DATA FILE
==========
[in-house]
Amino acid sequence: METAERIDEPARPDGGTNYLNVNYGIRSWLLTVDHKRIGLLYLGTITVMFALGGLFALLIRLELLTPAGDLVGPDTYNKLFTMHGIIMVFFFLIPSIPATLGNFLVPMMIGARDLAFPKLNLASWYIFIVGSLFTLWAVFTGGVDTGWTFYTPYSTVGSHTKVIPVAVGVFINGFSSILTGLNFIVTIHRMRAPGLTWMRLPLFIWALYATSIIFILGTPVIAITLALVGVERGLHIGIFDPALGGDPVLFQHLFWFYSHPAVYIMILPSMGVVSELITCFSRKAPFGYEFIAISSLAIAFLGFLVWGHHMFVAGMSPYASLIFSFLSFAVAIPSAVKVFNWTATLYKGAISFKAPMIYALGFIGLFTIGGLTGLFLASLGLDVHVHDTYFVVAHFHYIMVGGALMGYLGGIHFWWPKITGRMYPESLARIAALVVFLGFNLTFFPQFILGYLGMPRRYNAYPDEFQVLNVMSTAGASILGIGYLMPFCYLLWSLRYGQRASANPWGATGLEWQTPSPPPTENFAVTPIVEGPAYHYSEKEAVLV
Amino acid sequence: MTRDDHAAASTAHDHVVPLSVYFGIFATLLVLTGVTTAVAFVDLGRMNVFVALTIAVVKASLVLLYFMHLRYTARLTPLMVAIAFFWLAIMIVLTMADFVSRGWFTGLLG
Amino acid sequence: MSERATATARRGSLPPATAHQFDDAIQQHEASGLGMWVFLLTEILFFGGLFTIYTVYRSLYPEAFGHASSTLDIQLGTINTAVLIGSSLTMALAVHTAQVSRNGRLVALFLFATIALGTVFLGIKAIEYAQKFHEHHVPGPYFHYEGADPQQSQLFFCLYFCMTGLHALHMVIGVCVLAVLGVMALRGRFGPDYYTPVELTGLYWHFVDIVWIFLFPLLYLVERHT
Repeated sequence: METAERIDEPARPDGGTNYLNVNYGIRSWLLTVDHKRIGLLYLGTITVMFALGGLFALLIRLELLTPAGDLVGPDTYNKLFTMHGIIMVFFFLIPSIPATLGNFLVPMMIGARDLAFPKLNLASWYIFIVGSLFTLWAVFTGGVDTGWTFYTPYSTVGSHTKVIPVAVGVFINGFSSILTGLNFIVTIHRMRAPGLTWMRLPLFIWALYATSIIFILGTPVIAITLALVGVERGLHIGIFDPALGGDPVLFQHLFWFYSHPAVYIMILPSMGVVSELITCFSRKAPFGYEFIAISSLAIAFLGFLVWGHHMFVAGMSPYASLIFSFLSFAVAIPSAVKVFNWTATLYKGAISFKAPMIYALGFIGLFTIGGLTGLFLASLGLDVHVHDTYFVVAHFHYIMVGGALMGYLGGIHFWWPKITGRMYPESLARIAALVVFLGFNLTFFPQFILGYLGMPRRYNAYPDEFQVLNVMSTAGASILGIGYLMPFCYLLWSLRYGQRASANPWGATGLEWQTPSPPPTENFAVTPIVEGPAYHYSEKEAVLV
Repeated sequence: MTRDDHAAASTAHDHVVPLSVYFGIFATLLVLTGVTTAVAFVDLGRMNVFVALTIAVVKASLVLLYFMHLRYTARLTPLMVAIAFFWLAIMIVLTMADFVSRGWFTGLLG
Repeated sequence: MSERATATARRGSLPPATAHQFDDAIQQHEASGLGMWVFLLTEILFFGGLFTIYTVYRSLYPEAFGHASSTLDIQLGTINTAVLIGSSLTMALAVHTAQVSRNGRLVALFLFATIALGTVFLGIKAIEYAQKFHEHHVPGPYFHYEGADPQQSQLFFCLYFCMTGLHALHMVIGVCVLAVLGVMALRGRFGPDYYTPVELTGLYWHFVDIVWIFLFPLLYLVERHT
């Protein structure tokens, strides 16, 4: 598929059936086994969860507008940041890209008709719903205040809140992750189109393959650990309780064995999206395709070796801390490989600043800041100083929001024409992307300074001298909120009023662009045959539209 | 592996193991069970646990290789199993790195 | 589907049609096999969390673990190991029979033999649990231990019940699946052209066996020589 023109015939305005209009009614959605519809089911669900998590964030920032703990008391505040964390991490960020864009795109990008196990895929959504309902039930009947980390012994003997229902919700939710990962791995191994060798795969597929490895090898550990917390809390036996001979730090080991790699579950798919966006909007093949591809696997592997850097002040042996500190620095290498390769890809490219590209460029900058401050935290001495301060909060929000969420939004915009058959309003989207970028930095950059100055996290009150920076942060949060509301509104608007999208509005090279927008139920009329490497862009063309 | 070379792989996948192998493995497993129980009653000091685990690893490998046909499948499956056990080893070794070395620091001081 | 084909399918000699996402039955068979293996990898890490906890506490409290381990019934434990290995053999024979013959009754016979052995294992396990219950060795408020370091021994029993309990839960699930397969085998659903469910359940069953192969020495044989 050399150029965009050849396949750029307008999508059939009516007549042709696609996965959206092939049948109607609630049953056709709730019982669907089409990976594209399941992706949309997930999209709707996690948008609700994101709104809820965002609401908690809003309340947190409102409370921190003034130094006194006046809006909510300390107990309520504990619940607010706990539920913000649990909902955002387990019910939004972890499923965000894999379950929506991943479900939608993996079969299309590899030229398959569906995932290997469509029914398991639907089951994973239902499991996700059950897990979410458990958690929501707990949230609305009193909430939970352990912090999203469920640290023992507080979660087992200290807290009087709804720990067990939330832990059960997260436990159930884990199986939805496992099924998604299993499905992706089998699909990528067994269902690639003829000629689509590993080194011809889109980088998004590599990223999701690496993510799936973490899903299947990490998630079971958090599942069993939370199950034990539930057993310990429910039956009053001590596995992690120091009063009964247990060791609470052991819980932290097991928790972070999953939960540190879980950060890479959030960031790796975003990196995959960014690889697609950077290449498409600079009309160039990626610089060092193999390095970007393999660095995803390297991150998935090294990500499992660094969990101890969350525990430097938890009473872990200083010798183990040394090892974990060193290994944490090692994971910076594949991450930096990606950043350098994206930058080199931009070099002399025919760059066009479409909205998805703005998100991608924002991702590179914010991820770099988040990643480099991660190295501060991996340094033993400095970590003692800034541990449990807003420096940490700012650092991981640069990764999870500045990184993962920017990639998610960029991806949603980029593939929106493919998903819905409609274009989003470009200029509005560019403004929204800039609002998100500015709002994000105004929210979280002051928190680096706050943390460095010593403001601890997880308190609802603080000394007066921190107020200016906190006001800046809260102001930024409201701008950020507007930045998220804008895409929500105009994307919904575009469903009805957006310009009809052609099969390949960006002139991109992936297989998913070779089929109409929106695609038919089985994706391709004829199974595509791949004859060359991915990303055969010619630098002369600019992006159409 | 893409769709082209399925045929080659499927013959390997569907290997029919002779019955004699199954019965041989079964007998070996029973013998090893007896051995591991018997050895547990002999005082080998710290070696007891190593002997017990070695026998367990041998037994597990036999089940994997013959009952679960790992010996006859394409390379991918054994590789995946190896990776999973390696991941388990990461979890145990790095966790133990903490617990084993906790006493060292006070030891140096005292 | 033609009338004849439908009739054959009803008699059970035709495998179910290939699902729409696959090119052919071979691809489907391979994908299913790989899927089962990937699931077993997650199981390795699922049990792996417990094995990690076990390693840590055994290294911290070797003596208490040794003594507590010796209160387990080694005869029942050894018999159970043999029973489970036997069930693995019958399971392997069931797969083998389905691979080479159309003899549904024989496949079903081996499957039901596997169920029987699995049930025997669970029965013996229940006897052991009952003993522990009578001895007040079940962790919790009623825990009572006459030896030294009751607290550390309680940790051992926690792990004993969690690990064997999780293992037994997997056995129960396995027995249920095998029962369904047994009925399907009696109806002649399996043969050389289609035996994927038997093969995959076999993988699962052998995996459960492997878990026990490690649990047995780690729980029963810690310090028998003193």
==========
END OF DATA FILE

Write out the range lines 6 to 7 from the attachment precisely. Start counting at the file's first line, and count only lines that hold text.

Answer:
Repeated sequence: MTRDDHAAASTAHDHVVPLSVYFGIFATLLVLTGVTTAVAFVDLGRMNVFVALTIAVVKASLVLLYFMHLRYTARLTPLMVAIAFFWLAIMIVLTMADFVSRGWFTGLLG
Repeated sequence: MSERATATARRGSLPPATAHQFDDAIQQHEASGLGMWVFLLTEILFFGGLFTIYTVYRSLYPEAFGHASSTLDIQLGTINTAVLIGSSLTMALAVHTAQVSRNGRLVALFLFATIALGTVFLGIKAIEYAQKFHEHHVPGPYFHYEGADPQQSQLFFCLYFCMTGLHALHMVIGVCVLAVLGVMALRGRFGPDYYTPVELTGLYWHFVDIVWIFLFPLLYLVERHT